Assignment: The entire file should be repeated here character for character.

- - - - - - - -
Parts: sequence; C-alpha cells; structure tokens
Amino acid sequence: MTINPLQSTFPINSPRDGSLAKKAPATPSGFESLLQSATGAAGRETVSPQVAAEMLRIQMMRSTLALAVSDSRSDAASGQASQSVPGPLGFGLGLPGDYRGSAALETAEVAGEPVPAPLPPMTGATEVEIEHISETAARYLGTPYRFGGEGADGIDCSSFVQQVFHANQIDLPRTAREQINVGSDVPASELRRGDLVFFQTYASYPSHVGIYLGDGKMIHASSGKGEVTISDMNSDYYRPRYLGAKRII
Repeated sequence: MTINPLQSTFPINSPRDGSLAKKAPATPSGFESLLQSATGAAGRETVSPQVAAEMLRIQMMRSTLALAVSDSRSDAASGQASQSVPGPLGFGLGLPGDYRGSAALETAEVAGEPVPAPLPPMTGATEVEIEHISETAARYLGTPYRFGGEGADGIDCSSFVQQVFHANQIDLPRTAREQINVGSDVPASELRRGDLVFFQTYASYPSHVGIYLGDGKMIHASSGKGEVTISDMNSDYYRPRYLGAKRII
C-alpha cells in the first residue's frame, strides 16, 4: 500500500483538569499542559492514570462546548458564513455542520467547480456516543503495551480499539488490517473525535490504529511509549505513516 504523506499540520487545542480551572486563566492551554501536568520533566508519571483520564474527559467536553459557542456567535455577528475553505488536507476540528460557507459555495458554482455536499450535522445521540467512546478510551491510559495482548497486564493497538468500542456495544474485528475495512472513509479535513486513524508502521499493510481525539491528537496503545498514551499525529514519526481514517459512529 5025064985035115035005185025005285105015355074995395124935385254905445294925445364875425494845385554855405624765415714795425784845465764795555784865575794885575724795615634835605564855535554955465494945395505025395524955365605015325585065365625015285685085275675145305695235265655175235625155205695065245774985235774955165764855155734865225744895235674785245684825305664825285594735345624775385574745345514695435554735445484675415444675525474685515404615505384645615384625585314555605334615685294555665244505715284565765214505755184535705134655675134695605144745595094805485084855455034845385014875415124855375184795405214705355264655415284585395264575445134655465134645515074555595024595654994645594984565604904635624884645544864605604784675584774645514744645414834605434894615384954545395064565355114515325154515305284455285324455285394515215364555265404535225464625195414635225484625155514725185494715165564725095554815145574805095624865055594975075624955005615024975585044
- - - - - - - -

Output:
Parts: sequence; C-alpha cells; structure tokens
Amino acid sequence: MTINPLQSTFPINSPRDGSLAKKAPATPSGFESLLQSATGAAGRETVSPQVAAEMLRIQMMRSTLALAVSDSRSDAASGQASQSVPGPLGFGLGLPGDYRGSAALETAEVAGEPVPAPLPPMTGATEVEIEHISETAARYLGTPYRFGGEGADGIDCSSFVQQVFHANQIDLPRTAREQINVGSDVPASELRRGDLVFFQTYASYPSHVGIYLGDGKMIHASSGKGEVTISDMNSDYYRPRYLGAKRII
Repeated sequence: MTINPLQSTFPINSPRDGSLAKKAPATPSGFESLLQSATGAAGRETVSPQVAAEMLRIQMMRSTLALAVSDSRSDAASGQASQSVPGPLGFGLGLPGDYRGSAALETAEVAGEPVPAPLPPMTGATEVEIEHISETAARYLGTPYRFGGEGADGIDCSSFVQQVFHANQIDLPRTAREQINVGSDVPASELRRGDLVFFQTYASYPSHVGIYLGDGKMIHASSGKGEVTISDMNSDYYRPRYLGAKRII
C-alpha cells in the first residue's frame, strides 16, 4: 500500500483538569499542559492514570462546548458564513455542520467547480456516543503495551480499539488490517473525535490504529511509549505513516 504523506499540520487545542480551572486563566492551554501536568520533566508519571483520564474527559467536553459557542456567535455577528475553505488536507476540528460557507459555495458554482455536499450535522445521540467512546478510551491510559495482548497486564493497538468500542456495544474485528475495512472513509479535513486513524508502521499493510481525539491528537496503545498514551499525529514519526481514517459512529 5025064985035115035005185025005285105015355074995395124935385254905445294925445364875425494845385554855405624765415714795425784845465764795555784865575794885575724795615634835605564855535554955465494945395505025395524955365605015325585065365625015285685085275675145305695235265655175235625155205695065245774985235774955165764855155734865225744895235674785245684825305664825285594735345624775385574745345514695435554735445484675415444675525474685515404615505384645615384625585314555605334615685294555665244505715284565765214505755184535705134655675134695605144745595094805485084855455034845385014875415124855375184795405214705355264655415284585395264575445134655465134645515074555595024595654994645594984565604904635624884645544864605604784675584774645514744645414834605434894615384954545395064565355114515325154515305284455285324455285394515215364555265404535225464625195414635225484625155514725185494715165564725095554815145574805095624865055594975075624955005615024975585044